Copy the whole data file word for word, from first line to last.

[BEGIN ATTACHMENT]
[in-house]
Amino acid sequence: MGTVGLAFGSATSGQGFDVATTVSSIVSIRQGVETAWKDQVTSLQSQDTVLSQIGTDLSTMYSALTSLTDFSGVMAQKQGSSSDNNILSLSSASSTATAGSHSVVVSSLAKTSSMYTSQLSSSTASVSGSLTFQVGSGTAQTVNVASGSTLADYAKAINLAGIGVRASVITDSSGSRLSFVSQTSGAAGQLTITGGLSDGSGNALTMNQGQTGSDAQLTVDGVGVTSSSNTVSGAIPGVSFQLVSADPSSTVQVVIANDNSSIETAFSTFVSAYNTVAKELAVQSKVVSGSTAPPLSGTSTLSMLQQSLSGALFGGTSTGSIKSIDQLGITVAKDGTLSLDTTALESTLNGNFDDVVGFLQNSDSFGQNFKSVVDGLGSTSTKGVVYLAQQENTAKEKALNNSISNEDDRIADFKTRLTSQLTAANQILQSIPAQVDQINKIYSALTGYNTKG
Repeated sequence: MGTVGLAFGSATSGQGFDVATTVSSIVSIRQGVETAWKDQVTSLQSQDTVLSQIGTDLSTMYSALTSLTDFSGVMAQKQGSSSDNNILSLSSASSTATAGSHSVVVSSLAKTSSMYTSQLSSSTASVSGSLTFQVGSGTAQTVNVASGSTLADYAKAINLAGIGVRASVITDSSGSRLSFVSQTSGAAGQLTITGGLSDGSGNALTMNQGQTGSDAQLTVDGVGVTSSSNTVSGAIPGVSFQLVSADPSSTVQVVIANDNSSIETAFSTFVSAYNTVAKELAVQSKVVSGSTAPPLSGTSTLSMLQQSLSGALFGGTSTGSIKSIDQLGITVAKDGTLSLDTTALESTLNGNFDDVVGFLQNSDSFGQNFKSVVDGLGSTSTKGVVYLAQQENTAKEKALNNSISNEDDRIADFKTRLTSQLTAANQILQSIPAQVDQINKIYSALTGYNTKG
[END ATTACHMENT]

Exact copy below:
[in-house]
Amino acid sequence: MGTVGLAFGSATSGQGFDVATTVSSIVSIRQGVETAWKDQVTSLQSQDTVLSQIGTDLSTMYSALTSLTDFSGVMAQKQGSSSDNNILSLSSASSTATAGSHSVVVSSLAKTSSMYTSQLSSSTASVSGSLTFQVGSGTAQTVNVASGSTLADYAKAINLAGIGVRASVITDSSGSRLSFVSQTSGAAGQLTITGGLSDGSGNALTMNQGQTGSDAQLTVDGVGVTSSSNTVSGAIPGVSFQLVSADPSSTVQVVIANDNSSIETAFSTFVSAYNTVAKELAVQSKVVSGSTAPPLSGTSTLSMLQQSLSGALFGGTSTGSIKSIDQLGITVAKDGTLSLDTTALESTLNGNFDDVVGFLQNSDSFGQNFKSVVDGLGSTSTKGVVYLAQQENTAKEKALNNSISNEDDRIADFKTRLTSQLTAANQILQSIPAQVDQINKIYSALTGYNTKG
Repeated sequence: MGTVGLAFGSATSGQGFDVATTVSSIVSIRQGVETAWKDQVTSLQSQDTVLSQIGTDLSTMYSALTSLTDFSGVMAQKQGSSSDNNILSLSSASSTATAGSHSVVVSSLAKTSSMYTSQLSSSTASVSGSLTFQVGSGTAQTVNVASGSTLADYAKAINLAGIGVRASVITDSSGSRLSFVSQTSGAAGQLTITGGLSDGSGNALTMNQGQTGSDAQLTVDGVGVTSSSNTVSGAIPGVSFQLVSADPSSTVQVVIANDNSSIETAFSTFVSAYNTVAKELAVQSKVVSGSTAPPLSGTSTLSMLQQSLSGALFGGTSTGSIKSIDQLGITVAKDGTLSLDTTALESTLNGNFDDVVGFLQNSDSFGQNFKSVVDGLGSTSTKGVVYLAQQENTAKEKALNNSISNEDDRIADFKTRLTSQLTAANQILQSIPAQVDQINKIYSALTGYNTKG